The Dead Souls
Janine Cirincione and Michael Ferraro

February 3 – March 15, 1996
The Dead Souls

The Dead Souls: An Interactive Virtual-Reality Installation presents the most recent collaboration of Janine Cirincione and Michael Ferraro, two artists who have been working together in the medium of digital interactive art since 1992. The Dead Souls represents the expansion of the artists' ideas, themes, source materials and technological expertise as they have evolved from two previous projects, The Sacrifice Game and The Imperial Message. The Sacrifice Game, the structure of which was based on the game board Parcheesi, drew upon ancient Mayan culture and explored the notion of violence and victory in traditional computer games while commenting on the larger questions of cowardice and dignity. The Imperial Message, for which Cirincione and Ferraro received a Wexner Center Residency Award in the Visual Arts at Ohio State University in 1993-94, was inspired by Franz Kafka's parable of the same name. Using ancient Chinese history and the game Go as general context and structure, this virtual-reality game allowed the player to make choices that revealed character traits which determined the development of play.

Generally speaking, these two earlier projects dealt with the indi vidual facing his or her values in relation to a group's benefit. The Dead Souls also addresses the issue of selfdefinition, but involves the ways in which we present and perceive ourselves, the ways in which we are perceived, and the conflicts that often arise when those two senses of perception meet. The visual format is like that of a game sending the player/protagonist on a journey-quest with the narrative based on themes explored in the writings of Nikoli Gogal, Herman Melville and Jim Thompson.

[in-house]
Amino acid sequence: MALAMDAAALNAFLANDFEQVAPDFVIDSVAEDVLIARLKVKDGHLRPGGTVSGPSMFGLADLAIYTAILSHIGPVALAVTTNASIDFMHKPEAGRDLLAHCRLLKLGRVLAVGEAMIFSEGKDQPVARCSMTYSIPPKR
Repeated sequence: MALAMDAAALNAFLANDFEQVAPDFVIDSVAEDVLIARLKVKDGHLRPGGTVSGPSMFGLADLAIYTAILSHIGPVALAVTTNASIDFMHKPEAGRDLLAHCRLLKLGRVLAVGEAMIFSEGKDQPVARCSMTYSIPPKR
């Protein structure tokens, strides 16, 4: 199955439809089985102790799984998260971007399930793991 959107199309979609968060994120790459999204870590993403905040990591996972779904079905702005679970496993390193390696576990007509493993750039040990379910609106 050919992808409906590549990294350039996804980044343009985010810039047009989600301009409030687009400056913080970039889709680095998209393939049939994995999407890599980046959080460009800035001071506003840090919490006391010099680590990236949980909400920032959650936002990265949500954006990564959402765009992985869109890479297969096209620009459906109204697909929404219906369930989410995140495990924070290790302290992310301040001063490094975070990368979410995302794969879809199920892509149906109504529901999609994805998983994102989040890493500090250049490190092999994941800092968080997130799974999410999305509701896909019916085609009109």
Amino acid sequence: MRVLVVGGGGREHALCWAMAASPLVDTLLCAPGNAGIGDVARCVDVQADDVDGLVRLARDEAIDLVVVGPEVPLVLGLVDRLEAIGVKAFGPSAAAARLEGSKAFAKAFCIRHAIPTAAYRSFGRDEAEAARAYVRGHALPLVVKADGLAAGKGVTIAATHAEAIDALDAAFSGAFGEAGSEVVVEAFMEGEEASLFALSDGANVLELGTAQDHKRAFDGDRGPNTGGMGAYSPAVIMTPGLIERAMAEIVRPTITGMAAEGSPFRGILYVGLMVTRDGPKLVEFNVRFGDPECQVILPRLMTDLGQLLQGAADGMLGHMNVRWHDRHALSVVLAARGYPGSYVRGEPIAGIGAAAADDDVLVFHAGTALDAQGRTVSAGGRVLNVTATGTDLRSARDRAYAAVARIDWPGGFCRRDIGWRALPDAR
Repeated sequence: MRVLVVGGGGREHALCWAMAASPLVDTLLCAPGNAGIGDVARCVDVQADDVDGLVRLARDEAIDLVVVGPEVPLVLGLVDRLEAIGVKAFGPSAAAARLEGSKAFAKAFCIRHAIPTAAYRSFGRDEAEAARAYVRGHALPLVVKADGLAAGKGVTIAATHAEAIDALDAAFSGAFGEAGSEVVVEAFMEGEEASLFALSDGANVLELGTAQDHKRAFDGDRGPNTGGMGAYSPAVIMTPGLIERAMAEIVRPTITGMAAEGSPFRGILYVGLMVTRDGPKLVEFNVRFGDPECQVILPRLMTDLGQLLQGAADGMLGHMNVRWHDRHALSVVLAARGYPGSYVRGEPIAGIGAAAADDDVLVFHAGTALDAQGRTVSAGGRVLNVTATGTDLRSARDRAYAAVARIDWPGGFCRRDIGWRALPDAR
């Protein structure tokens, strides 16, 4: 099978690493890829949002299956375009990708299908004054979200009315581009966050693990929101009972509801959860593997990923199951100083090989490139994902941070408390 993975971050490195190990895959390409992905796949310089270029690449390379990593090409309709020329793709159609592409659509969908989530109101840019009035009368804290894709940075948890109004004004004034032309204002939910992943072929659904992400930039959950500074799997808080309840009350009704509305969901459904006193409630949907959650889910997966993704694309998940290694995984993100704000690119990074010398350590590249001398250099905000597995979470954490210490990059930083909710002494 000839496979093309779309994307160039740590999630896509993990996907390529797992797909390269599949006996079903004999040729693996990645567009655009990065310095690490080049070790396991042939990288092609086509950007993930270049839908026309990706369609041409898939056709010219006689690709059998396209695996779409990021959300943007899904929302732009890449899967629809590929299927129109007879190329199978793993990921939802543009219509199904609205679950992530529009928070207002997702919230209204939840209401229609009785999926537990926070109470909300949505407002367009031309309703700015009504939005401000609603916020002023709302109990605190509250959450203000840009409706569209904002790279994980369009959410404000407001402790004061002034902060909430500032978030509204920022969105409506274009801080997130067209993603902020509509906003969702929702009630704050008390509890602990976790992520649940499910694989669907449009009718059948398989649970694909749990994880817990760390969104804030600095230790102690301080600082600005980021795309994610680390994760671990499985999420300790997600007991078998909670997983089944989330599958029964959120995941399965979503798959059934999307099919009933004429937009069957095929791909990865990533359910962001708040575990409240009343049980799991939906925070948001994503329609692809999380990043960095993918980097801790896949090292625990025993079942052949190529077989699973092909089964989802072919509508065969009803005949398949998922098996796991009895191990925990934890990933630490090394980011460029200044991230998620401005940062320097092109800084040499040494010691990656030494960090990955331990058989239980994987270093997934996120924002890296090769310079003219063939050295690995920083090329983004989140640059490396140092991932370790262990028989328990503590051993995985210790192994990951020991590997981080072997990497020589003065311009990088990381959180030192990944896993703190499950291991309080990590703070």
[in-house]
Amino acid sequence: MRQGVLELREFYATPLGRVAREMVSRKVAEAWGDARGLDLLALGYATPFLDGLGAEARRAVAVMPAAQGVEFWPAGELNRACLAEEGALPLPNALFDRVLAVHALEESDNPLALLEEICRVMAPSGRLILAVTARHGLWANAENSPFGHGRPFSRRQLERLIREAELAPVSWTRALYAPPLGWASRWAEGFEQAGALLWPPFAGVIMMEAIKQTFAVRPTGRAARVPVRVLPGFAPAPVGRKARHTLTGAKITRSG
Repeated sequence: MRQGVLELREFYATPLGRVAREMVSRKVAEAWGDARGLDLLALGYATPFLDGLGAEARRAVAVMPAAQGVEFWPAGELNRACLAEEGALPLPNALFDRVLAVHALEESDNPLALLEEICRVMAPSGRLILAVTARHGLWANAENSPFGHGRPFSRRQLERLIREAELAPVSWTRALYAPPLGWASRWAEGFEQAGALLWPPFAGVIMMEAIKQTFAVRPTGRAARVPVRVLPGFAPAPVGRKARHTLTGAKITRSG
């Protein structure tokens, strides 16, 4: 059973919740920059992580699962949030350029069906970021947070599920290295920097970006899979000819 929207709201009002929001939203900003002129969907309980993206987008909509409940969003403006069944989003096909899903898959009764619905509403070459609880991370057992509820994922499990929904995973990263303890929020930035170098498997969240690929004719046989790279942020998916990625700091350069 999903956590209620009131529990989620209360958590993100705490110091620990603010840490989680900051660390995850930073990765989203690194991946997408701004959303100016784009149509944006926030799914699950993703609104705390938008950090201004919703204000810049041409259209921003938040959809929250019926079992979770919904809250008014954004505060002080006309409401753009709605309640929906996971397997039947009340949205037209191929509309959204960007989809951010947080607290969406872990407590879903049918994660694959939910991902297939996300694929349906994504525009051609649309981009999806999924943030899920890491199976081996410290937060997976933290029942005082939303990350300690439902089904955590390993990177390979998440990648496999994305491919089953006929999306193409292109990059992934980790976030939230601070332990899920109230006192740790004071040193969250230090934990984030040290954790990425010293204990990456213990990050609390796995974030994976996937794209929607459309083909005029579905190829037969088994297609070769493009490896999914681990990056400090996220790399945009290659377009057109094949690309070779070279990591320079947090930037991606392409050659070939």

Following a path in an open landscape, the player is introduced to a disorienting situation that he/she must explore in order to discover what is happening and how to remedy it. A "chorus" of body parts emerges and serves as a mediating agent by supplying the player with bits of information. It is discovered that a mysterious stranger, a Con-man, has been buying up individuals' genetic rights by means of a Faustian bargain and for years has been gathering a coterie of victims known as "The Dead Souls" who have lost the integration of their body and spirit. The player, in danger of falling into the same trap, must accumulate enough information regarding the Con-man's whereabouts to prevent his/her own disintegration. Throughout the experience, the player has to pursue and hold onto certain body parts that periodically come into view in order to keep from completely decomposing. Often, the player must choose between interacting with various characters to further the long-term goal of finding the Con-man or chasing the body parts to extend life expectancy in the game.

For this project, airincione and Ferraro have collaborated with three other artists; Katie Merz who created the characters visual design Edwin Torres who wrote the script; and Michael sweet who composed the music and is responsible for sound integration working at a theatrical and poetic level, the artists attempt to use the computer's internal environment as a meeting place for a gamut of creative expressions visual and literary arts, music, architecture and design in order to investigate our sense of self. The Dead Souls also attempts to affect different leveIs of interactivity not only in the direct relationship between player and digital environment, but in the ambient relationship between and among visitors and the environment created in the gallery by the installation's immersive effects.


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